This was posted on Tuesday, June 6, 2017 by Rodney Hoemail@example.com, on his AJC Radio & TV Talk blog
The funny thing about reality competition shows: once they become a hit, they rarely go away. “Survivor” just wrapped season 34, “The Amazing Race” season 29. Even when a network drops one (e.g. “America’s Next Top Model,” “American Idol”), another one scoops them right up.
Spike TV’s reality competition show driver is “Ink Master.” Not counting the spin-off permutations, the tattoo artist showcase is now up to season nine.
It returns June 6 at 10 p.m. with a modest twist: nine teams of two compete on behalf of their respective tattoo shops. There will be two winners from a single shop who will split $200,000 instead of a single winner for $100,000. “You will succeed as a team,” explained host Dave Navarro in the opening episode. “And you will fail as a team. Win, and you both win. Lose and you’re both out.”
Two of those teams are based in Atlanta, though through the magic of TV, one of the four tattoo artists is actually from Riverside, Calif.. I doubt that will be brought up during the show. (Why complicate story lines?)
I first met up with Chavonna “Bang” Rhodes and “Danger” Dave Morris of Tri-Cities Tattoo Company in College Park a couple of weeks ago. I also was supposed to do face-to-face interviews with both Mike Petroskie and Wes Hogan at All Saints tattoo shop next to Smith’s Olde Bar yesterday. Only Wes showed up. Mike didn’t respond to text or calls by either Wes or me during the time I was there. Wes theorized he was out partying too late the night before and was visibly annoyed.
And while Spike TV will imply on the show that Wes and Mike worked together at the same shop, that isn’t true. They are just friends. Mike actually asked Wes to join the show despite the fact Wes resides in California. Wes,, 36, has a wife and two kids in Riverside. He grew up there. He’s a well-established artist there and used to own a shop there himself. He comes to Atlanta maybe three times a year as a guest artist.
Weirder still, Mike is no longer working at The Marked Society Tattoo in McDonough, which is the shop he’s representing on the show, which was shot a few months ago
Wes told me that Mike felt “disrespected” by the other owners of the original shop and left in a huff. He’s now working at the new All Saints Social Club tattoo shop next to Smith’s Olde Bar.
This sudden move jibes with the description Spike had about Mike on the website implying he had a thin skin:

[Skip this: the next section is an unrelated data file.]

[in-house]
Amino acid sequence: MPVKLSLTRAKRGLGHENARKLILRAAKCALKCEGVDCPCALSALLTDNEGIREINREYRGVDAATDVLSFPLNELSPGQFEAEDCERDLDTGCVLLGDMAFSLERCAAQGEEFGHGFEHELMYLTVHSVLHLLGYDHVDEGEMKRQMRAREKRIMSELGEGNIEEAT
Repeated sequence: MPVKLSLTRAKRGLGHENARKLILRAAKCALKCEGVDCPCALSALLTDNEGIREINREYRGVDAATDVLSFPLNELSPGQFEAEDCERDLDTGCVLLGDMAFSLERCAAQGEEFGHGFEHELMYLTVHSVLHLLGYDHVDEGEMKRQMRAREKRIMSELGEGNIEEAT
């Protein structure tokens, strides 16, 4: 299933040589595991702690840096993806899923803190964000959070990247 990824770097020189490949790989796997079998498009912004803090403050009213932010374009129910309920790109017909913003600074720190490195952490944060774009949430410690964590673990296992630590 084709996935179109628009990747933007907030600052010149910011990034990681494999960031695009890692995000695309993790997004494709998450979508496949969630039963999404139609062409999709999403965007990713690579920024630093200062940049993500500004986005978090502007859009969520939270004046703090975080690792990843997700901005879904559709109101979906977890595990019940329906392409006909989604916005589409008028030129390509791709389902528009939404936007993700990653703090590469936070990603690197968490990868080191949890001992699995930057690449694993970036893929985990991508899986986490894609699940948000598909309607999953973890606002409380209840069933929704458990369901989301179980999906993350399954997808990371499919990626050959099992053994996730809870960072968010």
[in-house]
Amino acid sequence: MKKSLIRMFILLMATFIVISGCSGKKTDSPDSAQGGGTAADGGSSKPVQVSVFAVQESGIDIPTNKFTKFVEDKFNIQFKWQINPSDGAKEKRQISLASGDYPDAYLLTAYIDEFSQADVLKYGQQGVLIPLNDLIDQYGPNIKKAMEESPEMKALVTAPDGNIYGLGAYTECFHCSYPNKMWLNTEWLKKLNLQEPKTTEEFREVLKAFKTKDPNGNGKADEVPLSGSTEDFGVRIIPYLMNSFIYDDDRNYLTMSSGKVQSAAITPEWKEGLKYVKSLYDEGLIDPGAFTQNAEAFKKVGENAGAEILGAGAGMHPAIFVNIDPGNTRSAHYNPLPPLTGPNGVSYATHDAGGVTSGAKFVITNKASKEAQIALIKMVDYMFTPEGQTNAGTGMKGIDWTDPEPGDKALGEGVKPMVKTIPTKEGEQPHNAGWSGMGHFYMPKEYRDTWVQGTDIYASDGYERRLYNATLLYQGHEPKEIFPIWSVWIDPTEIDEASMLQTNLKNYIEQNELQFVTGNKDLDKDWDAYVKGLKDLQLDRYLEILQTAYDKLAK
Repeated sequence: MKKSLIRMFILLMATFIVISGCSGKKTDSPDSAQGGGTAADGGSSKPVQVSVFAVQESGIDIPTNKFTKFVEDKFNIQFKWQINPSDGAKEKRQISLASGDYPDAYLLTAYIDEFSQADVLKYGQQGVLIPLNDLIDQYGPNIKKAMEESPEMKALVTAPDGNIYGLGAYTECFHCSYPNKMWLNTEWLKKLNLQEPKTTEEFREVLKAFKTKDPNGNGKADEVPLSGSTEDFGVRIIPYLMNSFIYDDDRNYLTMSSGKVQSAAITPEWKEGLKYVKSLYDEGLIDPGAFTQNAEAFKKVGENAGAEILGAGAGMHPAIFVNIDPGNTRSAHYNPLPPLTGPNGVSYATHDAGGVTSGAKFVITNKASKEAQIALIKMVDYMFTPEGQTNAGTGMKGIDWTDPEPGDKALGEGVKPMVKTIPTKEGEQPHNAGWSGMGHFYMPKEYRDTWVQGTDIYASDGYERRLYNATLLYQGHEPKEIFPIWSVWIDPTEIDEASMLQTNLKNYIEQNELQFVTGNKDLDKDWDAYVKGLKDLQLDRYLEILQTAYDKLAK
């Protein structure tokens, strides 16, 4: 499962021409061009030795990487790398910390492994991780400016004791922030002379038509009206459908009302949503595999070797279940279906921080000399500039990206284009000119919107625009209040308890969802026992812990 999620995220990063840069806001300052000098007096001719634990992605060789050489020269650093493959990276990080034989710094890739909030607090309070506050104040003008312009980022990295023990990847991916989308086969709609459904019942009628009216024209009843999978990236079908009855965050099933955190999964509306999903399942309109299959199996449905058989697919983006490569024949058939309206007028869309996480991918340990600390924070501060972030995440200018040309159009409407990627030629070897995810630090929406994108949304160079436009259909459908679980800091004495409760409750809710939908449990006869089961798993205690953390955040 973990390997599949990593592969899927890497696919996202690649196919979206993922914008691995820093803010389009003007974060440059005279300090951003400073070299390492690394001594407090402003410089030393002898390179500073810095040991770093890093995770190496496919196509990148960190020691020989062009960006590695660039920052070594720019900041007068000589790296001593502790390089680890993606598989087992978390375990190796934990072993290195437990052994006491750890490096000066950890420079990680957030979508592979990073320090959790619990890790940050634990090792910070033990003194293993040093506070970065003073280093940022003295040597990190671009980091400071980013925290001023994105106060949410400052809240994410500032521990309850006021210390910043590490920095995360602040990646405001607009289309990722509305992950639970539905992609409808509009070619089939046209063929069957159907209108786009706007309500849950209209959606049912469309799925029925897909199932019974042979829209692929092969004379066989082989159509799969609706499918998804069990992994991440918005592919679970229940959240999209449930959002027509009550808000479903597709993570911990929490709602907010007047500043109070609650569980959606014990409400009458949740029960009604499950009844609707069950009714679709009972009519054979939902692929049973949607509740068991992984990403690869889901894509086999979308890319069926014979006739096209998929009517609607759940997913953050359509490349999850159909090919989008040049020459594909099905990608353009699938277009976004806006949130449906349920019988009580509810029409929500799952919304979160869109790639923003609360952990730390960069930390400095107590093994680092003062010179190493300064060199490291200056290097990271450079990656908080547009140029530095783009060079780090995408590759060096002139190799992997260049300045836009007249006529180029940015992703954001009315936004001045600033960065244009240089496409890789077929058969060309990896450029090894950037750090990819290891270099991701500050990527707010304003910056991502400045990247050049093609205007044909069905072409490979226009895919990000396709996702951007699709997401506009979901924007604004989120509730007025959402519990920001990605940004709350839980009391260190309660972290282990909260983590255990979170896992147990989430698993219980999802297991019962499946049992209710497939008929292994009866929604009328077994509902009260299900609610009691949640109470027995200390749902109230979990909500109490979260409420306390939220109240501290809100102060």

Mike P describes himself as laid back and funny but warns others that he loses his charm the second anyone crosses him. The Georgia-based artist, who describes his work as well rounded, is confident that the judges will never find a messy line in any of his art.
As a tattoo artist, Wes has nothing but respect for Mike, who is 30. “Mike is amazing,” Wes said. “He came out of nowhere.” He started just a few years earlier but became proficient quickly. Wes described his work as “traditional illustrative realism with bold outlines, bright colors.” Wes said Mike – with just six years experience – has collected a raft of awards for his fine work.
Wes, with 17 years experience, is big on photo-realism, with a specialty in black and grey.
Wes showed me some recent work he did of the late Lane Stayley of Alice in Chains on top of the late Chris Cornell of Soundgarden:
Bang and “Danger” Dave actually do work in a shop together called Tri-Cities Tattoo Company in East Point they are representing on the show. Dave, 32, got into the tattoo work before Bang and helped her when she showed interest. Both attended SCAD Atlanta.
On the first episode, which I screened, the two of them struggle a bit working together. Dave comes in a bit more laid back than Bang. Bang in fact comes across as a bit of a firebrand, willing to parry with the judges. But this doesn’t stop Dave from standing up for himself as well when he needs to.
“I will do whatever it takes to win,” he said. “If you got to play the game, you play the game. I’m super competitive. I don’t like to lose. I’m not necessarily used to losing.”
Danger Dave, a fan of “Ink Master” going in and a Buckhead resident who has been a tattoo artist for eight years, told me he’s comfortable to doing large-scale black and gray realism. “I like to do tattoo work taht taps into deeper places for people,” he said, “Where they come from, how they see themselves.” He likes depth and drama in his work.
Bang, 26, only has four years of experience under her belt but is now doing enough business to support herself tattooing. “I am getting better at what I do every day,” she said. “And doing this competition, I was able to learn a lot of new things.”
And she respects Danger Dave. “He’s my big bro,” she said.
Experience does matter on this show because it requires a wide range of skill sets. But Bang said being young, she is flexible and open to fresh ideas. She, too, is a photo-realism specialist.
A Boston native who grew up in a rough neighborhood, she moved down here for school and never left. She said she was part of the “cool kid” crowd at SCAD.
“Ink Master,” debuting Tuesday, June 6, 10 p.m., Spike TV